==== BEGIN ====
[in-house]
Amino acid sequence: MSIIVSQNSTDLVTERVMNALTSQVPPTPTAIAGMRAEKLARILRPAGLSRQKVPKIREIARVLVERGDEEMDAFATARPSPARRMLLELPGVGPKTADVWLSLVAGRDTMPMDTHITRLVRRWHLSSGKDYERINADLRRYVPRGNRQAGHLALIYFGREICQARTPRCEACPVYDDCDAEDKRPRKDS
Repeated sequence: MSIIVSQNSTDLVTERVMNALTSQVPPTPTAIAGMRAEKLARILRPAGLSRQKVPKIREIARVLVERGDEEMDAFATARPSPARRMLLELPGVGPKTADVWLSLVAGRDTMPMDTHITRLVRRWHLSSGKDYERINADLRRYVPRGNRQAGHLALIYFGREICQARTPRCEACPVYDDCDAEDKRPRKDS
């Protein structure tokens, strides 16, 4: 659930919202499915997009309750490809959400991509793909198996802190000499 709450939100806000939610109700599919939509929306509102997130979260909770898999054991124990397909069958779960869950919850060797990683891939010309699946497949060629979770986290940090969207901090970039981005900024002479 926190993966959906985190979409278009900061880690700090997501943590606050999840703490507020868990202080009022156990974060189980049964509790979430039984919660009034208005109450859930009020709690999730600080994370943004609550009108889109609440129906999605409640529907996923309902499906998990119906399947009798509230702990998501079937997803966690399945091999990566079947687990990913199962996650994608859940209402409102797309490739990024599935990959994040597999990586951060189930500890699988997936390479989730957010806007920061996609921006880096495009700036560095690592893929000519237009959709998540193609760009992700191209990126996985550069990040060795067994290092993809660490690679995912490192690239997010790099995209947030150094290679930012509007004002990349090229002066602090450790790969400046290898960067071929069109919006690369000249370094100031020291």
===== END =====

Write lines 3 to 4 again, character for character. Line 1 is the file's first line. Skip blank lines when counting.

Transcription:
Repeated sequence: MSIIVSQNSTDLVTERVMNALTSQVPPTPTAIAGMRAEKLARILRPAGLSRQKVPKIREIARVLVERGDEEMDAFATARPSPARRMLLELPGVGPKTADVWLSLVAGRDTMPMDTHITRLVRRWHLSSGKDYERINADLRRYVPRGNRQAGHLALIYFGREICQARTPRCEACPVYDDCDAEDKRPRKDS
């Protein structure tokens, strides 16, 4: 659930919202499915997009309750490809959400991509793909198996802190000499 709450939100806000939610109700599919939509929306509102997130979260909770898999054991124990397909069958779960869950919850060797990683891939010309699946497949060629979770986290940090969207901090970039981005900024002479 926190993966959906985190979409278009900061880690700090997501943590606050999840703490507020868990202080009022156990974060189980049964509790979430039984919660009034208005109450859930009020709690999730600080994370943004609550009108889109609440129906999605409640529907996923309902499906998990119906399947009798509230702990998501079937997803966690399945091999990566079947687990990913199962996650994608859940209402409102797309490739990024599935990959994040597999990586951060189930500890699988997936390479989730957010806007920061996609921006880096495009700036560095690592893929000519237009959709998540193609760009992700191209990126996985550069990040060795067994290092993809660490690679995912490192690239997010790099995209947030150094290679930012509007004002990349090229002066602090450790790969400046290898960067071929069109919006690369000249370094100031020291």